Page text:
Service is the foundational cornerstone of the WKU-Lost River Cave partnership. For the past 35 years, WKU volunteers have contributed thousands of hours to make the valley the urban sanctuary it is today. Students and faculty who volunteer at the park practice social responsibility, while engaging with the community and nature. Their efforts not only benefit the park, the environment and visitors from around the world, but help protect Lost River Cave’s natural and historical resources. Big Red Blitz, the first volunteer event of the school year, invites incoming WKU students to participate in an invasive plant pull. Students with the Gatton Academy, WKU Forensics team, and the School of Kinesiology, Recreation and Sport volunteer regularly at the cave.
Lost River Cave offers a unique opportunity for students to become engaged with nature, providing a more holistic and well-rounded educational experience. Many WKU departments and organizations have utilized Lost River Cave’s park as a resource: WKU meetings, events, and trainings also take place at Lost River Cave. The Department of Financial Assistance, Department of Applied Human Sciences, WKU Symphony, and the Center for Environmental Education and Sustainability have all used the park for professional development and learning.
From the start, the relationship between Lost River Cave and WKU was strong and remains so today. Many departments and their faculty members utilize Lost River Cave to enrich their curriculum, while also offering up their expertise in service of the conservation effort.
    WKU Biology Faculty
    • Dr. Steve Huskey (Webpage)
      • Procures bones for educational programming
    • Dr. Keith Philips (Webpage)
      • Provides insect collections for educational programming
    WKU Geography and Geology Faculty
    • Dr. Stuart Foster (Webpage)
      • Partners in the Mesonet project by hosting a station in Lost River Cave’s prairie
    •  Dr. Chris Groves (Webpage)
      • Lost River Cave works with graduate students to provide data collection opportunities for thesis work in hydrology
    • Dr. Jason Polk (Webpage)
      • Lost River Cave works with graduate students to provide data collection opportunities for thesis work in hydrology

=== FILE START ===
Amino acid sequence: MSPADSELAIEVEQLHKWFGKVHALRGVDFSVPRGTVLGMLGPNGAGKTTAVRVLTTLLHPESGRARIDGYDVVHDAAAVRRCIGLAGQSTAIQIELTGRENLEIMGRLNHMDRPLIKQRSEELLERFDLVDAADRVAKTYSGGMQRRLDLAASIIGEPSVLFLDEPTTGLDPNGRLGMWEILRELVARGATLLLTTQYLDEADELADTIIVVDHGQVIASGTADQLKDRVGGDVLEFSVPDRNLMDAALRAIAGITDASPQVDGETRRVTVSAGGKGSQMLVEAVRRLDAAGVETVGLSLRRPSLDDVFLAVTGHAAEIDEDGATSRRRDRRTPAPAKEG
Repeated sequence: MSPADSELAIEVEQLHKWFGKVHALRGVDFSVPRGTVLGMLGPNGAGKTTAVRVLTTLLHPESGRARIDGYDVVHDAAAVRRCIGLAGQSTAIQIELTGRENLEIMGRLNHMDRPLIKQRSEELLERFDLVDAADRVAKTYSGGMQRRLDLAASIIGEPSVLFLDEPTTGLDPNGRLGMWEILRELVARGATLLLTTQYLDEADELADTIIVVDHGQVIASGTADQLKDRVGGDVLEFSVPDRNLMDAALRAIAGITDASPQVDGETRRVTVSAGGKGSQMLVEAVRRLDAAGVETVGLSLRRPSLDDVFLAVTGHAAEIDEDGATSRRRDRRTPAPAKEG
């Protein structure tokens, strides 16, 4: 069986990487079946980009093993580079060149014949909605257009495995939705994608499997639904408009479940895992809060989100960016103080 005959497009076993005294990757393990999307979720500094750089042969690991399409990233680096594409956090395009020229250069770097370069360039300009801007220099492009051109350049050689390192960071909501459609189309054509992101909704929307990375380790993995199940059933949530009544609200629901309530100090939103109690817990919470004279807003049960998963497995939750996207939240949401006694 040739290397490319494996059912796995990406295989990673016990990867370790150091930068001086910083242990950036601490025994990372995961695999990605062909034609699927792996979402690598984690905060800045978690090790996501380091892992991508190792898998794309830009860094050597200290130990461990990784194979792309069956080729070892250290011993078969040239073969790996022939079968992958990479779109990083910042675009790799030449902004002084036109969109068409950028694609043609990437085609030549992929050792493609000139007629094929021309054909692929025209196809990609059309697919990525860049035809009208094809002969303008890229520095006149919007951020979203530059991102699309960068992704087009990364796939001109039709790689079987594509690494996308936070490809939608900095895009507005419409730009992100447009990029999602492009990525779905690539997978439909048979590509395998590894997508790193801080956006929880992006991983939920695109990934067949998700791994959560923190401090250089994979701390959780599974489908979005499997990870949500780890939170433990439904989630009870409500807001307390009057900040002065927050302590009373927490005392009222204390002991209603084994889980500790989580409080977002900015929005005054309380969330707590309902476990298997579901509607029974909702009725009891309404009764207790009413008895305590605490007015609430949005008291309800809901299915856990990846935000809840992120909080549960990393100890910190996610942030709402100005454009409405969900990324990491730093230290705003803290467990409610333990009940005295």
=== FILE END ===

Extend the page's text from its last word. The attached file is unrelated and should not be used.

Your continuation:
• Provides access to the WKU lab as a field trip location for the Karst STEM Camp
    • Dr. Leslie North (Webpage)
      •  Lost River Cave works with graduate students to provide data collection opportunities for thesis work and non-formal education in show caves
    WKU Agriculture Department Faculty
    •  Dr. Martin Stone (Webpage)
      •  Provides advice on botany related issue
    WKU Kinesiology, Recreation, and Sport Faculty and Associates:
    • Dr. Raymond Poff (Webpage)
      • Hosts Lost River Cave CEO, Rho Lansden, once a year for guest lecture
    •  Annie Holt
      • Active member of the Undergraduate Curriculum Review and Internship Committee for the Department of Kinesiology, Recreation, and Sport
    • Tammy Stenger-Ramsey (Webpage)
      • Guest lectures “Leave No Trace” classes at Lost River Cave special events
    The park provides internships to many  Kinesiology, Recreation, and Sport undergraduate and graduate students annually.
    WKU School of Teacher Education Faculty
    • Dr. Jeanine Huss (Webpage)
      • Uses Lost River Cave location to hold professional development seminars for teachers
        WKU Center for Environmental Education and Sustainability Staff
        • Dr. Terry Wilson (Webpage)
          • Uses Lost River Cave location to hold professional development seminars for teachers